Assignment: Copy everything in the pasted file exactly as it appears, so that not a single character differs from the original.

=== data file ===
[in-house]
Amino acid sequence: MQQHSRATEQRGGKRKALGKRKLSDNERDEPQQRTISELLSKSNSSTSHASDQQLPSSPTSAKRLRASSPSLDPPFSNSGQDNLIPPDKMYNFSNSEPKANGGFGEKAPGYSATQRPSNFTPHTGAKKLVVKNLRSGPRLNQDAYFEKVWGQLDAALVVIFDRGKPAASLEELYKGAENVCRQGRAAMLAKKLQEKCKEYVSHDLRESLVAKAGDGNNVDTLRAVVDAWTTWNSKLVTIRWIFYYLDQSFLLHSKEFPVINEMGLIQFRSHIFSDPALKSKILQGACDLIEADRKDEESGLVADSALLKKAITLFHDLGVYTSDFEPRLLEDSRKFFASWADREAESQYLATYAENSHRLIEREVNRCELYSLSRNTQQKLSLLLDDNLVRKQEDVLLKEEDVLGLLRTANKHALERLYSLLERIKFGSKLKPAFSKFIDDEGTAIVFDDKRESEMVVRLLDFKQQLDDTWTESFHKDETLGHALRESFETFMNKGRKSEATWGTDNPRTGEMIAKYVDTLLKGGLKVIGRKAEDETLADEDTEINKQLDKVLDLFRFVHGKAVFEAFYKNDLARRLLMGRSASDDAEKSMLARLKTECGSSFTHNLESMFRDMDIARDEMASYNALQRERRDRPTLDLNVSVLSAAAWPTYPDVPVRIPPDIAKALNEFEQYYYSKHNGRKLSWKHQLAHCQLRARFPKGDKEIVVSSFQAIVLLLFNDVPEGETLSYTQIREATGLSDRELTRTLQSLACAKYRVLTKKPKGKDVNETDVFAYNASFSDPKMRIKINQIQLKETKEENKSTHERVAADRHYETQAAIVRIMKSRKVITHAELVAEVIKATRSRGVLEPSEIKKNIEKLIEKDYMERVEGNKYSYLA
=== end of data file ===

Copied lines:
[in-house]
Amino acid sequence: MQQHSRATEQRGGKRKALGKRKLSDNERDEPQQRTISELLSKSNSSTSHASDQQLPSSPTSAKRLRASSPSLDPPFSNSGQDNLIPPDKMYNFSNSEPKANGGFGEKAPGYSATQRPSNFTPHTGAKKLVVKNLRSGPRLNQDAYFEKVWGQLDAALVVIFDRGKPAASLEELYKGAENVCRQGRAAMLAKKLQEKCKEYVSHDLRESLVAKAGDGNNVDTLRAVVDAWTTWNSKLVTIRWIFYYLDQSFLLHSKEFPVINEMGLIQFRSHIFSDPALKSKILQGACDLIEADRKDEESGLVADSALLKKAITLFHDLGVYTSDFEPRLLEDSRKFFASWADREAESQYLATYAENSHRLIEREVNRCELYSLSRNTQQKLSLLLDDNLVRKQEDVLLKEEDVLGLLRTANKHALERLYSLLERIKFGSKLKPAFSKFIDDEGTAIVFDDKRESEMVVRLLDFKQQLDDTWTESFHKDETLGHALRESFETFMNKGRKSEATWGTDNPRTGEMIAKYVDTLLKGGLKVIGRKAEDETLADEDTEINKQLDKVLDLFRFVHGKAVFEAFYKNDLARRLLMGRSASDDAEKSMLARLKTECGSSFTHNLESMFRDMDIARDEMASYNALQRERRDRPTLDLNVSVLSAAAWPTYPDVPVRIPPDIAKALNEFEQYYYSKHNGRKLSWKHQLAHCQLRARFPKGDKEIVVSSFQAIVLLLFNDVPEGETLSYTQIREATGLSDRELTRTLQSLACAKYRVLTKKPKGKDVNETDVFAYNASFSDPKMRIKINQIQLKETKEENKSTHERVAADRHYETQAAIVRIMKSRKVITHAELVAEVIKATRSRGVLEPSEIKKNIEKLIEKDYMERVEGNKYSYLA